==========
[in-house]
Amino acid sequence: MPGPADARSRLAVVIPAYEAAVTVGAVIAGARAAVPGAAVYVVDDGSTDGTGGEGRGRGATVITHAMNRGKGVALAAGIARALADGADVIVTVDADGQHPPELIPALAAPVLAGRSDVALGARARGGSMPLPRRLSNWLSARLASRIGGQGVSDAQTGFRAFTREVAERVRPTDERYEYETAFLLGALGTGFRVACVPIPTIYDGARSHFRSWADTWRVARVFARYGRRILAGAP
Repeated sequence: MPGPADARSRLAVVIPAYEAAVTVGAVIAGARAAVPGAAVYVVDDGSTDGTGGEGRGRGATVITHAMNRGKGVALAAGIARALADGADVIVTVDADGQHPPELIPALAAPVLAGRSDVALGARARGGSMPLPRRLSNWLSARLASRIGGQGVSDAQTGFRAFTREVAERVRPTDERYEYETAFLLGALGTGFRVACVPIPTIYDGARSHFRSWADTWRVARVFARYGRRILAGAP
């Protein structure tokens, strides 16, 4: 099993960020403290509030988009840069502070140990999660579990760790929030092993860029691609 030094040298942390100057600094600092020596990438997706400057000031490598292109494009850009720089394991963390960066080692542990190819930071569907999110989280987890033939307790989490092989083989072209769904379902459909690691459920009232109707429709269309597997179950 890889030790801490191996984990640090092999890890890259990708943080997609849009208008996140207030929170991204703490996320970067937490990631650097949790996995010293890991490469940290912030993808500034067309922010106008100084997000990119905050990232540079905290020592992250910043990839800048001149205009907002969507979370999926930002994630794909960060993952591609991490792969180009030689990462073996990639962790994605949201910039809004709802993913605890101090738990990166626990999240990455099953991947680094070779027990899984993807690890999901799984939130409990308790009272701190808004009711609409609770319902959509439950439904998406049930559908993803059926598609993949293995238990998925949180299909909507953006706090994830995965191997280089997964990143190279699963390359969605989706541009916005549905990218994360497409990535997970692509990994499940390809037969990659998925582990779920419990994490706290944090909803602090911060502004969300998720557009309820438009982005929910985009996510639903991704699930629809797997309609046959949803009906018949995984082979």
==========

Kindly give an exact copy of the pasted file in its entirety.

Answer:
[in-house]
Amino acid sequence: MPGPADARSRLAVVIPAYEAAVTVGAVIAGARAAVPGAAVYVVDDGSTDGTGGEGRGRGATVITHAMNRGKGVALAAGIARALADGADVIVTVDADGQHPPELIPALAAPVLAGRSDVALGARARGGSMPLPRRLSNWLSARLASRIGGQGVSDAQTGFRAFTREVAERVRPTDERYEYETAFLLGALGTGFRVACVPIPTIYDGARSHFRSWADTWRVARVFARYGRRILAGAP
Repeated sequence: MPGPADARSRLAVVIPAYEAAVTVGAVIAGARAAVPGAAVYVVDDGSTDGTGGEGRGRGATVITHAMNRGKGVALAAGIARALADGADVIVTVDADGQHPPELIPALAAPVLAGRSDVALGARARGGSMPLPRRLSNWLSARLASRIGGQGVSDAQTGFRAFTREVAERVRPTDERYEYETAFLLGALGTGFRVACVPIPTIYDGARSHFRSWADTWRVARVFARYGRRILAGAP
């Protein structure tokens, strides 16, 4: 099993960020403290509030988009840069502070140990999660579990760790929030092993860029691609 030094040298942390100057600094600092020596990438997706400057000031490598292109494009850009720089394991963390960066080692542990190819930071569907999110989280987890033939307790989490092989083989072209769904379902459909690691459920009232109707429709269309597997179950 890889030790801490191996984990640090092999890890890259990708943080997609849009208008996140207030929170991204703490996320970067937490990631650097949790996995010293890991490469940290912030993808500034067309922010106008100084997000990119905050990232540079905290020592992250910043990839800048001149205009907002969507979370999926930002994630794909960060993952591609991490792969180009030689990462073996990639962790994605949201910039809004709802993913605890101090738990990166626990999240990455099953991947680094070779027990899984993807690890999901799984939130409990308790009272701190808004009711609409609770319902959509439950439904998406049930559908993803059926598609993949293995238990998925949180299909909507953006706090994830995965191997280089997964990143190279699963390359969605989706541009916005549905990218994360497409990535997970692509990994499940390809037969990659998925582990779920419990994490706290944090909803602090911060502004969300998720557009309820438009982005929910985009996510639903991704699930629809797997309609046959949803009906018949995984082979």